In addition to organizing panels and international colloquia, the members of our project took part in the important conferences of the profession, Scientiae 2014 (Mihnea Dobre, Dana Jalobeanu), HOPOS 2014 (Mihnea Dobre, Doina-Cristina Rusu, Dana Jalobeanu). Furthermore, Dana Jalobeanu gave an invited talk at the conference All in pieces? New Insights into Newton’s Thought (The Huntington Library, Los Angeles, 10-11 October 2014) and Doina-Cristina Rusu gave an invited talk at the Hungarian Academy of Science, Budapest. Claudia Dumitru’s papers were also selected at three international conferences: the Dutch Seminar in Early Modern Philosophy (Groningen, 29-30 January 2014), Bucharest-Princeton Seminar in Early Modern Philosophy (8-13 July 2014, Bran), and the Bucharest Graduate Conference in Early Modern Philosophy (28-29 November 2014).

Important and significant contributions to the objective of disseminating scientific results and making the project more visible are the collective volumes and the special editions we have published. Doina-Cristina Rusu has edited a special issue on Experimental Practices and Philosophical Traditions: Organizing and Disseminating Knowledge in Early Modern Europe, Societate si Politica 8 (2) (2014) and Claudia Dumitru has edited a special issue entitled The Quest for Certainty at the Crossroads of Science, Religion, and Philosophy in the Early Modern Period, Societate si Politica 8 (1) (2014). Dana Jalobeanu has co-edited with Cesare Pastorino a special edition of the Journal of Early Modern Studies (Dana Jalobeanu, Cesare Pastorino, Instruments and arts of inquiry: natural history, natural magic and the production of knowledge in early modern Europe, special issue of the Journal of Early Modern Studies April 2014). All these three special issue feature peer-reviewed papers of authors coming from various research universities from the US and Europe.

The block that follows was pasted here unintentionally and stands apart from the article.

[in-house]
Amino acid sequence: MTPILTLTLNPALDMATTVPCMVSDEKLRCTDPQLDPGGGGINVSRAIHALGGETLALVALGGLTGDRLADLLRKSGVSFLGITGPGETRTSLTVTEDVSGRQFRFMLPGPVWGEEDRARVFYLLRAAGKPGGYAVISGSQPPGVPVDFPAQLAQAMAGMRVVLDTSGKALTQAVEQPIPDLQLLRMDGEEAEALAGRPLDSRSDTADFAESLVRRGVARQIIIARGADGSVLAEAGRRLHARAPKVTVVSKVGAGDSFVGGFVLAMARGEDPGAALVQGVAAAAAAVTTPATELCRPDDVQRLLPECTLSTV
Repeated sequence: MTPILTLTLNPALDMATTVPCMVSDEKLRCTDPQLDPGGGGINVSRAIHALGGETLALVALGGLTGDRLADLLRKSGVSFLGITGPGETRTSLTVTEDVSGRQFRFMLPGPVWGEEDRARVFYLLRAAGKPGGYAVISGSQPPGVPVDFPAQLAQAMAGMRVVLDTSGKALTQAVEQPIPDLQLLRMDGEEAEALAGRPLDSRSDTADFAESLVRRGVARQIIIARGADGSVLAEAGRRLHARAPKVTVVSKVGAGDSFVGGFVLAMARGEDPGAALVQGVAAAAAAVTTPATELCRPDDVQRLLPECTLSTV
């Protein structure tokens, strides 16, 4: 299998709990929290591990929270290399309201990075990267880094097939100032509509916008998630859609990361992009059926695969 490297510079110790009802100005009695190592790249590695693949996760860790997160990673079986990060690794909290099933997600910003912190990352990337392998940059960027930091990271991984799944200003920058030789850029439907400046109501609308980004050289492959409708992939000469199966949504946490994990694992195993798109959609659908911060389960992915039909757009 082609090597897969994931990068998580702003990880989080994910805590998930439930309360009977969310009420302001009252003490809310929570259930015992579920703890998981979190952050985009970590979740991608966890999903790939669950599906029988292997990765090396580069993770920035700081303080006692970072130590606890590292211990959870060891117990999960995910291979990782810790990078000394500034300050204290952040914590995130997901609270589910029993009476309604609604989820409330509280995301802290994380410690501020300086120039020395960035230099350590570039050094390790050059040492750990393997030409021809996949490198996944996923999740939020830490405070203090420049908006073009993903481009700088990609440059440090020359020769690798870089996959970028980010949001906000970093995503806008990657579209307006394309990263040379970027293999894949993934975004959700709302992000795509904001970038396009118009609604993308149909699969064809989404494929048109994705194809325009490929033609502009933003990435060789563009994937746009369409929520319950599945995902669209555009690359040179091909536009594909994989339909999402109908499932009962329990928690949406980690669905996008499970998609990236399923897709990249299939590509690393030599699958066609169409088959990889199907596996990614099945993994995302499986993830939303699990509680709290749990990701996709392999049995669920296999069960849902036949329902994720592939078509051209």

1. The translation project


The third major objective for 2014 was to finish the first draft of a complete translation of Francis Bacon’s Sylva Sylvarum. This was a major undertaking, and the resulting manuscript represents more than 500 pages of text, footnotes and commentaries. All members of the project were involved in the translation project and they have contributed not only with translation but also to the extensive glossary and commentary. In the process of translation we have collaborated with the English team (coordinated by Kathryn Murphy, University of Oxford) and the French team (coordinated by Claire Crignon, CNRS Lyon). We plan to use year 2015 to discuss and correct the manuscript and to submit it for publication.

A second project of translation was developed throughout 2014, namely the attempt to put together a reader on early modern cosmology, containing texts by Francis Bacon, Rene Descartes, Galileo Galilei, John Wilkins, Robert Boyle, Isaac Newton and Berkeley. Texts were translated from English, Latin and French. This project also involved graduate students who, in this way, became natural collaborators of our team.

Brief Report 2014

In 2014, our research team focused on the dissemination of results and networking. Thus, part of the objectives of this year were to collaborate with other scholars working on adjacent themes and to present the results of our research in workshops, conferences, and colloquia. At the beginning of the year, we announced three main objectives:
1. to broaden the context of our research to the entire early modern period. This objective aimed at connecting some of the research of the past year, which explored particular experiments and experimental practices, to the larger framework of early modern experimental philosophy.
2. to write and present papers in international conferences and workshops.
3. to prepare a first draft of the Romanian translation of Francis Bacon’s Sylva Sylvarum.